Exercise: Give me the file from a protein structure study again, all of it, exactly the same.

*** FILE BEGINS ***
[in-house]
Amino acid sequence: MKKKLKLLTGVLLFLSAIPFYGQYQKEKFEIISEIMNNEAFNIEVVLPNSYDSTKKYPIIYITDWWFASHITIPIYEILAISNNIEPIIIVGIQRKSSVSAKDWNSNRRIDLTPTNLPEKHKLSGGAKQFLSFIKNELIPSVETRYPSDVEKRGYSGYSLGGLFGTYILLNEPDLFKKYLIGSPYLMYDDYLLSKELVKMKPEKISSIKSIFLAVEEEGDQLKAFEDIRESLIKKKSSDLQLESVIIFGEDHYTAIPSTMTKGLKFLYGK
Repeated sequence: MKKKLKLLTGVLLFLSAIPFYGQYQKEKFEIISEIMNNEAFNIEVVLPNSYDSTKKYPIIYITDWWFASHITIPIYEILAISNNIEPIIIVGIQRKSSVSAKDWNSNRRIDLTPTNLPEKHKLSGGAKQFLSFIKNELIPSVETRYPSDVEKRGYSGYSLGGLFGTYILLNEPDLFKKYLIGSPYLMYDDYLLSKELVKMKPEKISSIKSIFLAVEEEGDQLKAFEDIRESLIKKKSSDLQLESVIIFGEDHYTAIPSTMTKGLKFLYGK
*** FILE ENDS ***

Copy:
[in-house]
Amino acid sequence: MKKKLKLLTGVLLFLSAIPFYGQYQKEKFEIISEIMNNEAFNIEVVLPNSYDSTKKYPIIYITDWWFASHITIPIYEILAISNNIEPIIIVGIQRKSSVSAKDWNSNRRIDLTPTNLPEKHKLSGGAKQFLSFIKNELIPSVETRYPSDVEKRGYSGYSLGGLFGTYILLNEPDLFKKYLIGSPYLMYDDYLLSKELVKMKPEKISSIKSIFLAVEEEGDQLKAFEDIRESLIKKKSSDLQLESVIIFGEDHYTAIPSTMTKGLKFLYGK
Repeated sequence: MKKKLKLLTGVLLFLSAIPFYGQYQKEKFEIISEIMNNEAFNIEVVLPNSYDSTKKYPIIYITDWWFASHITIPIYEILAISNNIEPIIIVGIQRKSSVSAKDWNSNRRIDLTPTNLPEKHKLSGGAKQFLSFIKNELIPSVETRYPSDVEKRGYSGYSLGGLFGTYILLNEPDLFKKYLIGSPYLMYDDYLLSKELVKMKPEKISSIKSIFLAVEEEGDQLKAFEDIRESLIKKKSSDLQLESVIIFGEDHYTAIPSTMTKGLKFLYGK